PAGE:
As a hijabi woman that has lived most her life in America, I am always acutely aware of the fabric that is draped around my head. At times it has made me a vulnerable target of Islamophobia, but that is only a small portion of the challenge I frequently find with it. Wearing the hijab in the United States is like walking around as a Muslim billboard, and it has often made me a spokesperson for an entire faith. My actions, opinions, and interests are attributed to over a billion other people on this Earth—which can be a blessing in some ways but overwhelming in others.
For three years, the construction of the Dakota Access Pipeline (DAPL) generated significant friction between American Indian groups in North Dakota and the U.S. government. The construction of the pipeline was most often viewed through an environmental lens; however, certain sections of land on which the pipeline is built also hold spiritual significance. The Meskwaki and several Sioux tribal nations, among others, believe the environmental hazard the pipeline poses to the water’s purity directly threatens their ability to use this space for sacred rituals. In a Washington Post article one advocate equated the spiritual significance of the land to that of Bethlehem for Judeo-Christian religions. Still, in January 2017 the pipeline was approved by executive order, and in April 2017 it was completed. More recently, President Donald Trump announced the plans to dramatically reduce the amount of land included in the Bear Ears and Grand Staircase-Escalante National Monuments in Utah, which also generated a concerned response from local tribal leaders. As in the DAPL case, the land affected by the change has religious significance to a number of American Indian nations, who originated the effort to create the Bear Ears National Monument. In an NPR interview, a Ute tribal leader expressed his concern that the reduction could damage the land’s historical and religious integrity. Despite legal challenges, the Bureau of Land Management has drafted plans to move forward with the reorganization of the Bear Ears and Grand Staircase-Escalante land.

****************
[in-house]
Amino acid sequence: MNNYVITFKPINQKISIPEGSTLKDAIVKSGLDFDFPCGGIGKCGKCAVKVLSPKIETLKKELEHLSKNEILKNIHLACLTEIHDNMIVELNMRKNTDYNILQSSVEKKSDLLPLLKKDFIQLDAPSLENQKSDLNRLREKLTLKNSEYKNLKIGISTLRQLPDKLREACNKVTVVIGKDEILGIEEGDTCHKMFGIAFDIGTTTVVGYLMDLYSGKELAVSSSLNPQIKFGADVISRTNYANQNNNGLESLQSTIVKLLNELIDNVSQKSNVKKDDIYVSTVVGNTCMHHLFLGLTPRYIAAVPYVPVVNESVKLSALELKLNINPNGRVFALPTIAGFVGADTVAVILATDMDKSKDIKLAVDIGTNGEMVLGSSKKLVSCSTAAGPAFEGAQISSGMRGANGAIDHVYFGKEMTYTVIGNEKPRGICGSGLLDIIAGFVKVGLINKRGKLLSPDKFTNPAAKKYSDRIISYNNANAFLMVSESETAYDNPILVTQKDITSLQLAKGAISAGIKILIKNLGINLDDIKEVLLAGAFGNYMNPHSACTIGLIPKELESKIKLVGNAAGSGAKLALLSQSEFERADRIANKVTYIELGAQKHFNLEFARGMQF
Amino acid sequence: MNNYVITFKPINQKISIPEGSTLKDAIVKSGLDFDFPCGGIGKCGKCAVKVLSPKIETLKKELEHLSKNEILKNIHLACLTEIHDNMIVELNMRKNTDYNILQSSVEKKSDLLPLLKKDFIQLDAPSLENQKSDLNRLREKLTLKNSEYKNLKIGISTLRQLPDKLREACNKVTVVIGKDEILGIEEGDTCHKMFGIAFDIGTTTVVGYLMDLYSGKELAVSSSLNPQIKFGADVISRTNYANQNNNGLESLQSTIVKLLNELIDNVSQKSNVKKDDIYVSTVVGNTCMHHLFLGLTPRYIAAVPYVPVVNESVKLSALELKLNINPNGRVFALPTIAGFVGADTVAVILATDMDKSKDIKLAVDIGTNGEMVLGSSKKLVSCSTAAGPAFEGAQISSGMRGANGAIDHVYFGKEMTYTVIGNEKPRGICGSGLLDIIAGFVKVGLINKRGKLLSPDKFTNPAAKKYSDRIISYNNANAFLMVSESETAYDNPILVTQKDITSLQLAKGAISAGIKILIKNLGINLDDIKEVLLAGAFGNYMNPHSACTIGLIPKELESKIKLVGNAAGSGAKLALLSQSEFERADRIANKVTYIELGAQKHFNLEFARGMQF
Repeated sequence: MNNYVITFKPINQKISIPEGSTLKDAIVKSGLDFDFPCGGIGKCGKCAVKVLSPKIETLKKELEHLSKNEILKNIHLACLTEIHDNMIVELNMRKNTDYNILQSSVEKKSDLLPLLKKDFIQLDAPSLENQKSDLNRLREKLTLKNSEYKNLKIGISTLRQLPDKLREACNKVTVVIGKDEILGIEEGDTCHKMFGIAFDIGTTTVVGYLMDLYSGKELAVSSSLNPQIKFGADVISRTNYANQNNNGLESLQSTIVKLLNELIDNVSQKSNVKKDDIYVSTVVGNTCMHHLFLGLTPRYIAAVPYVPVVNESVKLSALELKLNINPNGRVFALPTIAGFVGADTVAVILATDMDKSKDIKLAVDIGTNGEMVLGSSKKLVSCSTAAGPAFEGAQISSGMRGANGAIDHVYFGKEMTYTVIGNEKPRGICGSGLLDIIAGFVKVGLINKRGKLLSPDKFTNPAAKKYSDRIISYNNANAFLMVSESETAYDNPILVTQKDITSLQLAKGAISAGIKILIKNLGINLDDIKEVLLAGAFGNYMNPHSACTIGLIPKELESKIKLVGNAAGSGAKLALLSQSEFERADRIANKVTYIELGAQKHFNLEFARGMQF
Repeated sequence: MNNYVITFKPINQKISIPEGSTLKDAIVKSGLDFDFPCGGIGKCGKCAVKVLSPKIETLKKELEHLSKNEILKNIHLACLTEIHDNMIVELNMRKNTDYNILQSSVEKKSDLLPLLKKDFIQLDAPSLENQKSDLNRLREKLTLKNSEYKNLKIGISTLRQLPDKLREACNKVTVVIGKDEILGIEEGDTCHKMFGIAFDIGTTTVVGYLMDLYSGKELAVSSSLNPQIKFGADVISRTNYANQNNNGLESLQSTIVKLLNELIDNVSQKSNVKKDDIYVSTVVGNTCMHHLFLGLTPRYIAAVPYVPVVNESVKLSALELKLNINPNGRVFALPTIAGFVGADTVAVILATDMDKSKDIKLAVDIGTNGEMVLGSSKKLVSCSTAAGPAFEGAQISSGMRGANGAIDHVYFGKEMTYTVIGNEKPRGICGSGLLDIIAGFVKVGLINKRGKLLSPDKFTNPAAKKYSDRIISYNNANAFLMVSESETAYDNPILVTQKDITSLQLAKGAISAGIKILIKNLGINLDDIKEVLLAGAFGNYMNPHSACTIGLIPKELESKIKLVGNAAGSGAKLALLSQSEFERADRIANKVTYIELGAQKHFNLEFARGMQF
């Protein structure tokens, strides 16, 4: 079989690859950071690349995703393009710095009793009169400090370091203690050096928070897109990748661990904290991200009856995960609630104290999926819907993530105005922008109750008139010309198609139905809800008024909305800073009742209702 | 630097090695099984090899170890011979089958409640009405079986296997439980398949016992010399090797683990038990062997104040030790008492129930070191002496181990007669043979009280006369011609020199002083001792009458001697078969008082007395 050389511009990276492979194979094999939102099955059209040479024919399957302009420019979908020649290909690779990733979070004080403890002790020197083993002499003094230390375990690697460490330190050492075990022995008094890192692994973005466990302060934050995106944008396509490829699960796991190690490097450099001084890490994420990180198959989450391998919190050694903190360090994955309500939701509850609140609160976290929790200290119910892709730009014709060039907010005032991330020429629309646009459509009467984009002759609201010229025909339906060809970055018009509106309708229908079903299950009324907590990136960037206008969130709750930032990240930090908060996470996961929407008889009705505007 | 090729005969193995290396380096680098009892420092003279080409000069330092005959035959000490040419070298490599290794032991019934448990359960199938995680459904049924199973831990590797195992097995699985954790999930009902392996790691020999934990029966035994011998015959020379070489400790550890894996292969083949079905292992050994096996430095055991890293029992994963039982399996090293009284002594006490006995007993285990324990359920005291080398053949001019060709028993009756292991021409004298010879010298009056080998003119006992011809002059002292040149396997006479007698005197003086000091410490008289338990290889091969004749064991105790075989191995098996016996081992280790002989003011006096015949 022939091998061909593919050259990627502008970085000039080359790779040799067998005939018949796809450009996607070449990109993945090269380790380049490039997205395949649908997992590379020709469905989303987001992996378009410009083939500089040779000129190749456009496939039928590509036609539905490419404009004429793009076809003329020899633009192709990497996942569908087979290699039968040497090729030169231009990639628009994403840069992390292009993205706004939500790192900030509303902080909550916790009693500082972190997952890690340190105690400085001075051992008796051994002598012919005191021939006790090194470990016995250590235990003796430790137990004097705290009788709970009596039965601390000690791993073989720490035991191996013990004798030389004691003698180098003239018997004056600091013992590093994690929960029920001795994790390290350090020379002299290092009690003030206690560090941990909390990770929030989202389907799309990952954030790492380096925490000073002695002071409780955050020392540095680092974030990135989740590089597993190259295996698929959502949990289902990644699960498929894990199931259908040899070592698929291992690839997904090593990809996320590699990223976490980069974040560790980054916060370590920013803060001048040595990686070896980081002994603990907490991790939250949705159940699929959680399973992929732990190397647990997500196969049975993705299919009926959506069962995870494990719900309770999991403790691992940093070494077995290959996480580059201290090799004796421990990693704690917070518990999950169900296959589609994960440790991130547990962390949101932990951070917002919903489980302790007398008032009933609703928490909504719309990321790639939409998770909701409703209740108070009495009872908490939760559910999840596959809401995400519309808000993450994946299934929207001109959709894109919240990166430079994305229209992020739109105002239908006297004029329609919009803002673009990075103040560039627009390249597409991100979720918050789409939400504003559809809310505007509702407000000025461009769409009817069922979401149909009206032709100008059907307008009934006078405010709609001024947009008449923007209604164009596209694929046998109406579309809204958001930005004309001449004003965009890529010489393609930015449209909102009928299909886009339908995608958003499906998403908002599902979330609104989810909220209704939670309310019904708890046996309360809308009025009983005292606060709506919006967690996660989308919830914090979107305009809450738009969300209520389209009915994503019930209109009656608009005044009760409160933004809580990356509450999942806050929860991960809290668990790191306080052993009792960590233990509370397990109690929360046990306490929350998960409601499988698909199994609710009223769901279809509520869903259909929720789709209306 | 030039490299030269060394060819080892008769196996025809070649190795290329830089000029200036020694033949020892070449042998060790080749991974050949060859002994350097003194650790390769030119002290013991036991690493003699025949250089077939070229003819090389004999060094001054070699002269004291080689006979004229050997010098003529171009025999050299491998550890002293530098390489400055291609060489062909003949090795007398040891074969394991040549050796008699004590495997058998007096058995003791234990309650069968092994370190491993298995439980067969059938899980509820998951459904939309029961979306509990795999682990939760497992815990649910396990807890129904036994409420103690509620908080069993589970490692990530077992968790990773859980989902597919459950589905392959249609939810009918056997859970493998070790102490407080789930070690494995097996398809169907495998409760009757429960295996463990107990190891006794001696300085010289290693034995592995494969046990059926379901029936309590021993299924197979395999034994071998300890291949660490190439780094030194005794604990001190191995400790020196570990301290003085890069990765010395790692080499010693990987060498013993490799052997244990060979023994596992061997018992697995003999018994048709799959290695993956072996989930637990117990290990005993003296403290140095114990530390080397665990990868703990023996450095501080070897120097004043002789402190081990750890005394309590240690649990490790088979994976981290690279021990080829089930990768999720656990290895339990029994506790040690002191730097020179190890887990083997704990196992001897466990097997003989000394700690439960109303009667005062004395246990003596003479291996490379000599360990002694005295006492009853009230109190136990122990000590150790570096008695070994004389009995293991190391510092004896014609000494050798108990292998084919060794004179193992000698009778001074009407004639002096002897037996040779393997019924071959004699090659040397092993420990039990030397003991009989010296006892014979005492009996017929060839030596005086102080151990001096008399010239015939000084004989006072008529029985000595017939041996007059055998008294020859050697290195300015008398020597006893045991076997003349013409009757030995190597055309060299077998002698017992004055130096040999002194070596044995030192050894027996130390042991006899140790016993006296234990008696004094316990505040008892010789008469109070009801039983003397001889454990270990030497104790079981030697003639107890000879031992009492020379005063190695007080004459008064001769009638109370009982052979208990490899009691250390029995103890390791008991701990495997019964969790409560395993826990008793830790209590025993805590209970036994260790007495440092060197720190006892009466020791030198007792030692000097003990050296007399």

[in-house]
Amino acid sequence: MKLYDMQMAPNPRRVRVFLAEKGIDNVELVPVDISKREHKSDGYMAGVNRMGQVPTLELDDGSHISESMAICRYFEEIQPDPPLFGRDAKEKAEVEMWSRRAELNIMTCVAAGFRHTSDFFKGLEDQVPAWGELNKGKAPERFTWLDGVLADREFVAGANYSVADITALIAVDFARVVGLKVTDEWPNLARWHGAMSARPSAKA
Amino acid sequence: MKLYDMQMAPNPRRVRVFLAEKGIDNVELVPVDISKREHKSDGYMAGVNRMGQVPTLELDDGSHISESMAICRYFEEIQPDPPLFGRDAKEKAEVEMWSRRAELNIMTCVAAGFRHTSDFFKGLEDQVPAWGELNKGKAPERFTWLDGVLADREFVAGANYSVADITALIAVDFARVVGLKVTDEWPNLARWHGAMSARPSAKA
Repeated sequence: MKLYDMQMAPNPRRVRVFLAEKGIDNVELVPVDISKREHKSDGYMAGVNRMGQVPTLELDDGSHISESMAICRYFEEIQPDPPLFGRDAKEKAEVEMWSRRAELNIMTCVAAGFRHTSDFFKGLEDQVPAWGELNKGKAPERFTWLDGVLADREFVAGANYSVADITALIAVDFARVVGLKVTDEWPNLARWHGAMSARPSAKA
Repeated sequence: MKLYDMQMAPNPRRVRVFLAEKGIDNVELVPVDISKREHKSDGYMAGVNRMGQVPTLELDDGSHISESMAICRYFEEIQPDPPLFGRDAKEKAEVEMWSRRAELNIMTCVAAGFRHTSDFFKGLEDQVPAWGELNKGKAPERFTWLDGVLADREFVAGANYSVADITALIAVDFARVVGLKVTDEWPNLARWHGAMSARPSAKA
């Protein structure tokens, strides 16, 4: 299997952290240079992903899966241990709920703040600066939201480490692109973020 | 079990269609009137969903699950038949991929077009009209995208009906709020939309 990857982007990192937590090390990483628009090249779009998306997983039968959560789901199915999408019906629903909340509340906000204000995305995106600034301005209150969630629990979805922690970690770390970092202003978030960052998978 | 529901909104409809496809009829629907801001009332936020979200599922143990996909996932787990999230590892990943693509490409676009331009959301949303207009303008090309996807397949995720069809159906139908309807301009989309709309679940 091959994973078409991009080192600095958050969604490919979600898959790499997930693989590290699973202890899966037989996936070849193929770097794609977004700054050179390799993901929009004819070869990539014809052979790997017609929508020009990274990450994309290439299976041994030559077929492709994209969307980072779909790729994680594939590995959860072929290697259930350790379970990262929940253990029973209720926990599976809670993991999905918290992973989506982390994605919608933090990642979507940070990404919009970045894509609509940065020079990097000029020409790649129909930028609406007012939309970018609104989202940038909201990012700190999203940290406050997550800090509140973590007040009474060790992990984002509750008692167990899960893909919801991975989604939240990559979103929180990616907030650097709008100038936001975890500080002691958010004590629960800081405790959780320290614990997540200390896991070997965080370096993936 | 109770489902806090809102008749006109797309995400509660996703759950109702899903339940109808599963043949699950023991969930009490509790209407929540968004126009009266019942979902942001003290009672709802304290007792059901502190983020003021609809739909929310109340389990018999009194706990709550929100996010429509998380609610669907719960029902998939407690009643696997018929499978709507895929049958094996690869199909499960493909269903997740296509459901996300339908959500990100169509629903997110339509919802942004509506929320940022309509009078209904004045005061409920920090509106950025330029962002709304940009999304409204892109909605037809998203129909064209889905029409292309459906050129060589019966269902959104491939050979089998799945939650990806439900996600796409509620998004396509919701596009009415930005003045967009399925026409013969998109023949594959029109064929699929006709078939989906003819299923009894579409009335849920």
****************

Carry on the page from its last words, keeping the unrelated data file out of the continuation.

The Mahane Yehuda Market, colloquially referred to as the Shuk, bustles on Friday morning. Customers jostle with each other while fighting the clock. As bubbies (grandparents) elbow their way towards the best challah for their precious kinderlach (children), young adults crowd the many bars, and children beg their parents for candy and juice, it’s hard to imagine that by 3:00 p.m., the hustle will have died. As Shabbat, the Jewish day of rest, approaches, the franticness increases. Vendors try to get rid of their last pita, veggies, and fruits. They shout over each other. The exclamations of shome (eight), tesha (nine), and esser (10) serve as a reminder of the numbers I’d learned in class the day before.
Incredibly jet-lagged, I made my way to my first full day of class in Tokyo. Professor Joseph Shaules of Keio University kept me fully attentive during his class on cross-cultural understanding of Japan despite my lack of sleep. One of the first things he brought to the class’ attention was the existence of Oz moments. When coming into an unfamiliar environment, anything could trigger an "Oz moment." An Oz moment is an instance when you see something that makes you think to yourself, “I’m not in Kansas anymore.”